A ceremony at the Littleton World War II memorial at Ketring Park, 6000 S. Gallup St., and a ceremony at Fort Logan National Cemetery, 3698 S. Sheridan Blvd., mark Nov. 11 as Veterans Day, a day set …
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A ceremony at the Littleton World War II memorial at Ketring Park, 6000 S. Gallup St., and a ceremony at Fort Logan National Cemetery, 3698 S. Sheridan Blvd., mark Nov. 11 as Veterans Day, a day set aside to honor those who have served and are serving in the military
Both ceremonies will be held at the traditional time, the 11th hour of the 11th day of the 11th month — the time of the armistice that ended World War I in 1918, exactly one century ago.
The Littleton ceremony is sponsored by Pat Hannon Veterans of Foreign Wars Post 4666 and George C. Evans American Legion Post 103.
The ceremony includes comments by guest speakers, and the 21-gun salute will be fired by the All Veterans Honor Guard.
The ceremony at Fort Logan National Cemetery is sponsored annually by District 10, Veterans of Foreign Wars and the VFW Ladies Auxiliary and is held in the open area adjacent to the lake and at the base of the main flagpole. There will be a VFW honor guard representing many of the metro-area posts to present the colors as well as the flags from their posts.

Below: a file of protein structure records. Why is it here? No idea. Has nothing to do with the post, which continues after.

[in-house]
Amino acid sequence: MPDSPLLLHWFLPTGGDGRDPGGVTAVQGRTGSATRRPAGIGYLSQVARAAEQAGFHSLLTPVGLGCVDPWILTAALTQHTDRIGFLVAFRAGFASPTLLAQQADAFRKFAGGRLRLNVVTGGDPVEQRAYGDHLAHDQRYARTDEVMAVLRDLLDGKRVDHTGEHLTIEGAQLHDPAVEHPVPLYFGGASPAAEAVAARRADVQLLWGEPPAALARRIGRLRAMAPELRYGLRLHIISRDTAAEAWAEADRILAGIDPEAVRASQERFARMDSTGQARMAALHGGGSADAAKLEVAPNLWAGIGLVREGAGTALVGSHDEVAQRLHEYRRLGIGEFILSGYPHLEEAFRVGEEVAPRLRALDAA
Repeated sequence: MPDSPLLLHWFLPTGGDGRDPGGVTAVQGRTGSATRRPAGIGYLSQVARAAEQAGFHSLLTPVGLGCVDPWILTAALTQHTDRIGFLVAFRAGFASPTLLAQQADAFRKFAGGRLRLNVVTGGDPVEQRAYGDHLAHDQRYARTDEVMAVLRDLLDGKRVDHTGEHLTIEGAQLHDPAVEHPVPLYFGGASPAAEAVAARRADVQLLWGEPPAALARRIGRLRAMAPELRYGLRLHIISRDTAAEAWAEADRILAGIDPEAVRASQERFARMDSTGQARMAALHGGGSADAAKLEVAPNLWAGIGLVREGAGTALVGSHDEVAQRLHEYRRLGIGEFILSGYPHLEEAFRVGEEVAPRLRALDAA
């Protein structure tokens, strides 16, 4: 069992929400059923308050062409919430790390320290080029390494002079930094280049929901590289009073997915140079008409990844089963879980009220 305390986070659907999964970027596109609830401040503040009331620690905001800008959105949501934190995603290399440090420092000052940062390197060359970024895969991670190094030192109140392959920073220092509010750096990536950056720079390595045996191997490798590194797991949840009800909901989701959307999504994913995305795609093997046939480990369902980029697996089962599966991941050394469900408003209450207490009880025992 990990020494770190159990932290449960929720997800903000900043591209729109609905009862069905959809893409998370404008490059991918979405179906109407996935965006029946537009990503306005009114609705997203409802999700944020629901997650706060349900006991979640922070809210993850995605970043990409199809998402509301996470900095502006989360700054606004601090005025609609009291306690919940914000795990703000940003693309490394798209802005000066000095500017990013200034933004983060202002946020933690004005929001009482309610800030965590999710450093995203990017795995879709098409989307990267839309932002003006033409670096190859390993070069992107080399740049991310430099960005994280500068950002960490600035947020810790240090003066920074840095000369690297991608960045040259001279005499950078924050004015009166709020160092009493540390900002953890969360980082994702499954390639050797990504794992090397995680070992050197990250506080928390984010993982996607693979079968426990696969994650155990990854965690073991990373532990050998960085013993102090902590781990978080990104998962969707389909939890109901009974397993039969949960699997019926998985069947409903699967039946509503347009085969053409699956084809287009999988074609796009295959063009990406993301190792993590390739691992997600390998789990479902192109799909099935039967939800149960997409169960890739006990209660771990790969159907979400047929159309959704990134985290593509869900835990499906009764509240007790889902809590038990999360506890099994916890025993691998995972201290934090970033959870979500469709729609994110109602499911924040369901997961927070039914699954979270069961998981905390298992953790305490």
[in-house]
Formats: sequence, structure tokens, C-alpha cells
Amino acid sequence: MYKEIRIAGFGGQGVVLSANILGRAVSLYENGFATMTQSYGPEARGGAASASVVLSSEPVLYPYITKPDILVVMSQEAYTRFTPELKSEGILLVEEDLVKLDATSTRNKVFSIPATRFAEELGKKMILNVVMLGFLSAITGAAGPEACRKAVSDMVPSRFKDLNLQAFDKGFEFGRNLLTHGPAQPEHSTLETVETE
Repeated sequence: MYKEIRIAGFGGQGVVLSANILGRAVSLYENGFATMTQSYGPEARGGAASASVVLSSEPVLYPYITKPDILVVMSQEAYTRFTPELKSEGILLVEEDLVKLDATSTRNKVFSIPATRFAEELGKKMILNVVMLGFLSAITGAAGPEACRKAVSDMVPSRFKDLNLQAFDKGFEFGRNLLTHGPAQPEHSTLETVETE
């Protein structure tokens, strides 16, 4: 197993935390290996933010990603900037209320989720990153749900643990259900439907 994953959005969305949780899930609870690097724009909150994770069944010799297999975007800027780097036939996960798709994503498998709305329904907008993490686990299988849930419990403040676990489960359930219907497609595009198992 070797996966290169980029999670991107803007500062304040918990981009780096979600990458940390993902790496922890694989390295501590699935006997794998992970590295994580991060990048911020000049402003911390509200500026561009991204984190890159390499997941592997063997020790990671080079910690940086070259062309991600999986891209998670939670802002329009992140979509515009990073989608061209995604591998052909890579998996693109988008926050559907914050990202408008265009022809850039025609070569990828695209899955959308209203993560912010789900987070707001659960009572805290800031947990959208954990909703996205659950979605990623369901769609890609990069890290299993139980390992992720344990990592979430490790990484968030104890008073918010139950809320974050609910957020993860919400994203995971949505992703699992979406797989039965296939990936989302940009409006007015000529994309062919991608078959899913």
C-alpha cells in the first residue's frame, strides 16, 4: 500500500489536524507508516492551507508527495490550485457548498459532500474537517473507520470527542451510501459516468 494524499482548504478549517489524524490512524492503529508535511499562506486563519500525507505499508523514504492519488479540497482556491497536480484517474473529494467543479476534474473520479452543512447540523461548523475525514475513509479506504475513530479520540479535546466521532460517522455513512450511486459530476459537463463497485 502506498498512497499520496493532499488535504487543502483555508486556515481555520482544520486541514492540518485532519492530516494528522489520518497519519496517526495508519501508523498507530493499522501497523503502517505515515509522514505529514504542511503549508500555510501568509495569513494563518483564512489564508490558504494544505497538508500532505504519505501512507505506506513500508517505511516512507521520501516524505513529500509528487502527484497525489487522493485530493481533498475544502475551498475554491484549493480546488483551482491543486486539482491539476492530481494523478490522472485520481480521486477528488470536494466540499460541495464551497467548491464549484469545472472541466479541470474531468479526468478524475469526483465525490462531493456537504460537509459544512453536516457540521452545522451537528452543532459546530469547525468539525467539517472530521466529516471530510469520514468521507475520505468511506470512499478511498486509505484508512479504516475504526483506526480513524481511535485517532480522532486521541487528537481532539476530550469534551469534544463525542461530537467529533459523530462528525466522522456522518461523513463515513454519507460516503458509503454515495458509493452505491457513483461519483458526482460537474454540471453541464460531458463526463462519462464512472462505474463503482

Veterans Day speakers at Fort Logan include Lt. Gen. Christopher Coats, deputy commander of the Aerospace Command, and Canadian Consul Stephene Lessard.
In case of bad weather the ceremonies will be held at Verle Huffman VFW Post 9644 at 2680 W. Hampden Ave.
The VFW post also will be serving lunch after the Fort Logan ceremonies.
The events including laying of a ceremonial wreath and flowers at a symbolic headstone, followed by the traditional 21-gun salute. An array of horn players will be stationed around the lake and play the echo version of “Taps.”
When the Fort Logan ceremony ends, lunch will be served at Verle Huffman VFW Post 9644, 2680 W. Hampden Ave.
The nation began honoring veterans in 1926 when Armistice Day was held for the first time to remember the event that ended the World War I and honor those who served. That is when the tradition began to hold the ceremony on the 11th hour of the 11th day of the 11th month, eight years after that was the time the the World War I Armistice took effect.
In 1938, it was declared a national holiday. In its early history, Armistice Day was focused on honoring World War I veterans. In the early 1950s, Congressman Edwin Rees of Kansas proposed changing the name of the holiday to Veterans Day and making it a time to honor all those who served in the armed forces, and in 1954, President Dwight D. Eisenhower signed the bill, making Nov. 11 Veterans Day.
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